Credit: AP Photo/Rich Pedroncelli
Gov. Gavin Newsom at his state budget presentation in January.

School districts laboring under higher mandated expenses would receive a surprise windfall — pension-cost relief — in Gov. Gavin Newsom’s first proposed state budget for 2019-20, which will also provide big spending increases for early and higher education.

Using surplus money from the state’s General Fund, Newsom would wipe out $3 billion of districts’ rising obligations to CalSTRS, the pension fund for teachers and administrators, including $350 million each of the next two fiscal years. If the Legislature passes the budget as proposed, districts will be able to spend that money as they want. The remaining $2.3 billion would reduce districts’ liabilities beyond 2020-21.

The governor is also proposing $576 million more for special education — another fast-rising expense that has eaten into districts’ spending. And, with $10 million in one-time money, he would kick-start a project that Jerry Brown, his predecessor, had resisted: creation over time of a statewide database linking student information from early education programs through K-12 schools to post-secondary education and into the workforce.

Some education observers were thrilled. “The governor gets a straight A in understanding the real concerns of local districts and doing something about it,” said Kevin Gordon, president of Capitol Advisors Group, a prominent lobbying firm representing school districts and county offices of education.

“The budget exceeds our expectations,” said Edgar Zuzueta, senior director of governmental relations and policy for the Association of California School Administrators. “We applaud Newsom’s efforts on pension liabilities. This is a shift from the previous administration, which was hesitant to take on the issue of temporary relief.”

Los Angeles Unified, which faces a threat of a strike next week, gets about 10 percent of the state’s K-12 funding. Within hours of the release of the budget, L.A. Unified Superintendent Austin Beutner said that he would use the new revenue to present a new contract proposal to United Teachers Los Angeles, which is battling the district over large classes and pay.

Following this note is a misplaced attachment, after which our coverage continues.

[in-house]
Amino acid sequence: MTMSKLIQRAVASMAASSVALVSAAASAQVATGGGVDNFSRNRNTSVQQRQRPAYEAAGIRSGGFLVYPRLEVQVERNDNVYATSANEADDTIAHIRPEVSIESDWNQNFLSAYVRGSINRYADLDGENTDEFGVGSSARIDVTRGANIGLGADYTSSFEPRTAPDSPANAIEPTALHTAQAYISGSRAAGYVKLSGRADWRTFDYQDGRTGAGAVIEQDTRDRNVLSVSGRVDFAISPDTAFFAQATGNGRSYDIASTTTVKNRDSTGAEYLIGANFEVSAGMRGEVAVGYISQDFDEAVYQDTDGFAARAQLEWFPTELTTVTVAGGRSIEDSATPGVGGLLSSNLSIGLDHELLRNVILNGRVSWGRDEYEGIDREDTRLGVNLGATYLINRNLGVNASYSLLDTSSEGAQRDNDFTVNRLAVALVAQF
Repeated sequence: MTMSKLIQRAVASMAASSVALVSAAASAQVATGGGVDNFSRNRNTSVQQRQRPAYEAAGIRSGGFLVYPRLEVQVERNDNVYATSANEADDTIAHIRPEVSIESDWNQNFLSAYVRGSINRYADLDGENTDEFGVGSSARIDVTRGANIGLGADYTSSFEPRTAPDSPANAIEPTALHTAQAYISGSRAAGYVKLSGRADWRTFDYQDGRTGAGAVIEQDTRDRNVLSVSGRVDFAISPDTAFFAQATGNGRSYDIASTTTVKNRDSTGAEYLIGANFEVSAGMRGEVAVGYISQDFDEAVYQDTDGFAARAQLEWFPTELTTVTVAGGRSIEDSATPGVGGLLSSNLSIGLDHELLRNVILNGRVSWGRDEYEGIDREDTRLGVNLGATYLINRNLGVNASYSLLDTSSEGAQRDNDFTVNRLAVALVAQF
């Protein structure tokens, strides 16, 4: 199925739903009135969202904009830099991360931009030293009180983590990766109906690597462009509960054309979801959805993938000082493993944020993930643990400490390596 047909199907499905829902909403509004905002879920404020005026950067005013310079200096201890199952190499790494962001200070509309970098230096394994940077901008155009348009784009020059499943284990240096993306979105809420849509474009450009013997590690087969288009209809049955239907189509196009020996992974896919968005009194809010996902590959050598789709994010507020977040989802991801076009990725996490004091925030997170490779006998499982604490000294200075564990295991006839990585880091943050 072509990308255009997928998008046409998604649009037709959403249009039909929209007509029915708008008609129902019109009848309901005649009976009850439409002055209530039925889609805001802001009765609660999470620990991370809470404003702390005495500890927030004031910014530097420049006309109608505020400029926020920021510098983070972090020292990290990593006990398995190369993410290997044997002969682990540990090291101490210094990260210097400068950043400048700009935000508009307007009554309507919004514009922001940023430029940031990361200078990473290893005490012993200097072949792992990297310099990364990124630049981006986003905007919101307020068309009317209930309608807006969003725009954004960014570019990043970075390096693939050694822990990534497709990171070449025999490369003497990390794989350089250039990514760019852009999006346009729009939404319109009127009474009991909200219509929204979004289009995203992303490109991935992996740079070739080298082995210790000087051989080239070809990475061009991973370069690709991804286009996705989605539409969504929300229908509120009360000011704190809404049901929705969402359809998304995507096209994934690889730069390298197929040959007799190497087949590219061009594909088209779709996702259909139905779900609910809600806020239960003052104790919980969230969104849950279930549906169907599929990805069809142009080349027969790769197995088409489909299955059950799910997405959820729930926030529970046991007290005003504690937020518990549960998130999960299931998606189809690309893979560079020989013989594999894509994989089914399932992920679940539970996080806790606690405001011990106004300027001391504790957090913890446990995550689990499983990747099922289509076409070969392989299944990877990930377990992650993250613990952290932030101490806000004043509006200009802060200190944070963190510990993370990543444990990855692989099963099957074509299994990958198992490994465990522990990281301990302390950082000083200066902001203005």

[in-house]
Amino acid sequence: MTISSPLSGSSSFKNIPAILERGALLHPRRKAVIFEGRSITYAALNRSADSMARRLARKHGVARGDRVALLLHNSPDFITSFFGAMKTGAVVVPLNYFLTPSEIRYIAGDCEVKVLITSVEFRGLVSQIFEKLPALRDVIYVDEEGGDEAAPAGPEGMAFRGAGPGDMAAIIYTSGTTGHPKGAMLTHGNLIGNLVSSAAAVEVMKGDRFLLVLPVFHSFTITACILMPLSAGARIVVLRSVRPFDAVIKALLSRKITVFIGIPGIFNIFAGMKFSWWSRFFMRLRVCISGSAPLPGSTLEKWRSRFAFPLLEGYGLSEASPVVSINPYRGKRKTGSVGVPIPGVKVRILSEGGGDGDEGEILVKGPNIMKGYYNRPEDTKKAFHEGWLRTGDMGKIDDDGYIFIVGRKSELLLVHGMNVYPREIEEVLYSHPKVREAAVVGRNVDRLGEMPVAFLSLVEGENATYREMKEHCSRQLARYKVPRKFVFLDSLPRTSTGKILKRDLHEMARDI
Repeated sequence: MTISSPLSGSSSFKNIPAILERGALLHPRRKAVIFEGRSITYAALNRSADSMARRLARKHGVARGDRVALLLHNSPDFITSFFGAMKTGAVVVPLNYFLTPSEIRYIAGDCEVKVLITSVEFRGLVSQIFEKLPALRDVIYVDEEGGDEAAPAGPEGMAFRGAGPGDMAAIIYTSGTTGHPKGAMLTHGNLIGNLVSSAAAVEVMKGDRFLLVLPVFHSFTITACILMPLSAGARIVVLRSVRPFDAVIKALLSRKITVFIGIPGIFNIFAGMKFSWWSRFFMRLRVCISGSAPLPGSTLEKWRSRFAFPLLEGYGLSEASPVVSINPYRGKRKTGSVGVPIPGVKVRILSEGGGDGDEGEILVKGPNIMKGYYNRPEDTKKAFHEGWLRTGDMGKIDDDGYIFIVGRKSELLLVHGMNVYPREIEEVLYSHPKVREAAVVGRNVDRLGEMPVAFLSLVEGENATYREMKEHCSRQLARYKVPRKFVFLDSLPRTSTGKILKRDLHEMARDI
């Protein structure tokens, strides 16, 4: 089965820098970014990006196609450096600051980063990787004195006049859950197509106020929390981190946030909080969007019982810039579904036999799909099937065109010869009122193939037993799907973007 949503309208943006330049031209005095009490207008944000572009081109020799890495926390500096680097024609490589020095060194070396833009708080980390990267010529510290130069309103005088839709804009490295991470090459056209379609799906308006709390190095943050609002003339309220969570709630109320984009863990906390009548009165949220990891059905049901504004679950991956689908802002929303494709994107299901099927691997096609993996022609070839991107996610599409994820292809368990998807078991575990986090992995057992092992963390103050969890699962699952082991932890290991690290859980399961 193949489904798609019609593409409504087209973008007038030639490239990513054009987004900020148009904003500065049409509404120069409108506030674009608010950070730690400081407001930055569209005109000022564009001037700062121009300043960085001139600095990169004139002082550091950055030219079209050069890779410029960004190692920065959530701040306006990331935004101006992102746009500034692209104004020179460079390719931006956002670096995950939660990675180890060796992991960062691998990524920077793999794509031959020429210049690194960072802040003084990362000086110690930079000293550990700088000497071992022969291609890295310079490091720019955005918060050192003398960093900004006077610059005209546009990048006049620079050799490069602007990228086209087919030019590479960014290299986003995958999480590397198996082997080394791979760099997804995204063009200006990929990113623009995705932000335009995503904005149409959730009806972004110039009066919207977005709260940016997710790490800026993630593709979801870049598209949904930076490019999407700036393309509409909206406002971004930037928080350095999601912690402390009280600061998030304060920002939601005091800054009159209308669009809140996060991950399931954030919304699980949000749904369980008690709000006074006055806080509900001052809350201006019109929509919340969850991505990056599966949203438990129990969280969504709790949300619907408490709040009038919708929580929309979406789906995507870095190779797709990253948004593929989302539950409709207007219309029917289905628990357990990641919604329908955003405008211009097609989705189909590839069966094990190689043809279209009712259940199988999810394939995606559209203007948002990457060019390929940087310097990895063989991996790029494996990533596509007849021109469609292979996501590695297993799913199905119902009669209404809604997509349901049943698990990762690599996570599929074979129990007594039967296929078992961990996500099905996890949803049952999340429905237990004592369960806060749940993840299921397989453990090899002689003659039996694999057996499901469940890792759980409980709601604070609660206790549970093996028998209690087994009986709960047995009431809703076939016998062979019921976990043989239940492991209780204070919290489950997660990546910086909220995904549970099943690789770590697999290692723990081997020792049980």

“Our commitment to our students, families and educators is to invest this additional money in reducing class size and supporting classroom educators,” Beutner said in a statement.

Newsom showed an impressive command of the budget in a nearly two-hour presentation, filled with acronyms and program details, before an audience of state employees and news reporters. His 3-year budget is based on a forecast that the state’s 10-year economic expansion would continue — an assumption that, he acknowledged, might “send up shivers in some people’s spines.” But he said his revenue forecasts were more modest than in past years and he committed to add $6 billion to the state’s rainy day fund within three years while paying down billions of dollars in state liabilities.

Newsom had pledged while campaigning to make early education a priority. His budget includes about $1.8 billion for early learning and the well-being of children aged 0 to 5 — a historic amount.

The money will fund several projects, including:

  • Build or expand kindergarten classrooms so all school districts can offer full-day kindergarten for 5-year-olds.
  • Add 200,000 slots for full-day, full-year state-subsidized preschool for all low-income 4-year-olds, over the next three years. Parents of those children would no longer have to be employed or enrolled in higher education to access the full-day program.
  • Build or expand child care facilities and provide professional development for child care providers.
  • Expand services for babies and toddlers, such as home visiting programs, where nurses or social workers visit low-income parents to give advice during the first two years of a child’s life and screenings to diagnose delays or trauma early.
  • Provide child savings accounts for every entering kindergartner.
  • Develop a long-term plan to improve access and quality of subsidized child care and to provide universal preschool to all 4-year-olds, regardless of family income.
  • Develop a plan to provide paid family leave, allowing parents to care for newborns for the first six months.